Being a ham, and always enjoying old radios, and in particular short-wave radios, I have a number of them in my collection, including a Sony Earth-Orbiter CRF-5090 of 1975 vintage, acquired when I was a young guy working in the Seismic industry.
At the time, and when the crew would spend the winters in a camp located in northern Canada doing sesmic exploration for a client, the only form of entertainment while far removed from civilization was a short-wave radio.
It was cool to see all the various shortwave radios in camp, as with aproximitly 35 guys on a typical seismic crew, almost everyone had a shortwave radio.
There would be copper wire antennas strung everywhere above the camp, that we made from spent cap-wire used for setting off explosives placed down the shot-holes on the line.
The argument raged all winter as to which make and model of radio had the best receiver, with numerous trips made between the various Atco-shacks in camp, to listen to and rate the performance of the receiver of someone's short-wave radio.
By the number of Zenith Trans-Oceanic's in camp, it was agreed that their receivers rose to the top of the heap in performance.
Zenith short-wave radios were the most desirable at the time, and I always lusted after the Zenith Trans-Oceanic Royal D7000 (first brought out in 1969), but at the time the price of the D7000 was a 100.00 (in 1970 dollars) more than the CFC-5090.
When going head to head, the Zenith Trans-Oceanic Royal D7000 had slightly better selectivity and sensitivity on either end of the broadcast band than the Sony Earth-Orbiter CRF-5090, otherwise they were very close in performance on the shortwave bands.
The Sony Earth-Orbiter has several very nice visual tuning features, one being a red tuning light that illuminates when the received signal is at its strongest, and the second being a tuning meter that also indicates when the received signal is at its strongest.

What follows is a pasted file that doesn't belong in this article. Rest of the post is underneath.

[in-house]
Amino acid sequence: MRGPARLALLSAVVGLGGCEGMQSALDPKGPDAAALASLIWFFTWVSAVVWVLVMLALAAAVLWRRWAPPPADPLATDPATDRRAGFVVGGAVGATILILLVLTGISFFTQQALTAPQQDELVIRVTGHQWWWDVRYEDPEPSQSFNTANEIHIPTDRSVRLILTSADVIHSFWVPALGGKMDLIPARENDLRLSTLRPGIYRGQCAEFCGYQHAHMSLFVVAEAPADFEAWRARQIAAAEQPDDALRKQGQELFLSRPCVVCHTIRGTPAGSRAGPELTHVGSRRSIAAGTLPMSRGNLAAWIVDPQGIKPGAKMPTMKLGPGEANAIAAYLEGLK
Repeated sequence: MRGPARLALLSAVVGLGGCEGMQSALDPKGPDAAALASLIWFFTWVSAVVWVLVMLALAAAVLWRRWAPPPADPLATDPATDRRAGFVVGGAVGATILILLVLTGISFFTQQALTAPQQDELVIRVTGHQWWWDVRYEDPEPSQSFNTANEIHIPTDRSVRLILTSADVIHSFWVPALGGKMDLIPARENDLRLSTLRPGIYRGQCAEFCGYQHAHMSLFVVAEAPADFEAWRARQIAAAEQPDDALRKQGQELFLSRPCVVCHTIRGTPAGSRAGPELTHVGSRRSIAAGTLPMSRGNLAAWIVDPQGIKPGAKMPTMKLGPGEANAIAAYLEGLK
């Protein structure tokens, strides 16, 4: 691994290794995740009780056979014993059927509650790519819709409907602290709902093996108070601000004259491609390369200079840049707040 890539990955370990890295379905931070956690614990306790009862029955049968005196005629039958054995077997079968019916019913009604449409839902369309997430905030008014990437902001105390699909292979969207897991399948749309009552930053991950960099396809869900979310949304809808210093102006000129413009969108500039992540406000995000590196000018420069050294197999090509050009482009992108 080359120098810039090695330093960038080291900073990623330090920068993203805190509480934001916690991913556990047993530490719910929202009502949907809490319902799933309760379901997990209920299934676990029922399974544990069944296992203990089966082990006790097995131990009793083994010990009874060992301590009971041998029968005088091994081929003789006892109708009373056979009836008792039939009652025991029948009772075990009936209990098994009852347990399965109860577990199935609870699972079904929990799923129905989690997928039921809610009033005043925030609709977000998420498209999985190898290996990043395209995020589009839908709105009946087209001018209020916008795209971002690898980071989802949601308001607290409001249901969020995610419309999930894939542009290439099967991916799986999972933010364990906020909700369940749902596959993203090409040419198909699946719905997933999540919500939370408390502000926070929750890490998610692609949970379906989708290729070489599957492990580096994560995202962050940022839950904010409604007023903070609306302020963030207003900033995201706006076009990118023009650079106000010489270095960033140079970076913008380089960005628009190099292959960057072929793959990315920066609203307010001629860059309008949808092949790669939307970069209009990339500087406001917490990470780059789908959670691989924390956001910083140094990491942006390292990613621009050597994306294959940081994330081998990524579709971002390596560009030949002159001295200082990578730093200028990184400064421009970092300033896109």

I find the VFO tuning knob on the Sony somewhat easier to tune when listening to CW signals.
The Zenith Trans-Oceanic seen here is the H500 first produced in 1951. This particular radio is in very nice condition both in appearance and function, and includes the original manual, as well as the schematic and parts list for the radio, and the original short-wave list and map of the world that came with the radio when new.
If you are not familiar with the H500, the Wavemagnet antenna fastened in the lid may be removed from this position by removing the two brass knurled knobs visible in the photo, and with the ribbon cable and suction cups located and stored behind the rear cover, the wavemagnet antenna may be attached to a window for better reception.
When the back door is opened, the insides of the radio including the chassis are in wonderful condition, and appear almost as good as when the radio was new.
Although shortwave broadcasting stations are in short supply these days, I do enjoy listening to local broadcast station on the Trans-Oceanic as the sound produced by a tube radio is wonderful to say the least.
Of course the large speaker built in to the front panel helps as well.
On that note, I'll brew a cup of my favorite tea, and with the Zenith Trans-Oceanic murming softly in the background, I'll read a favorite book illuminated by the glow of my homemade blowtorch lamp.
Click on the photo for a closer look.....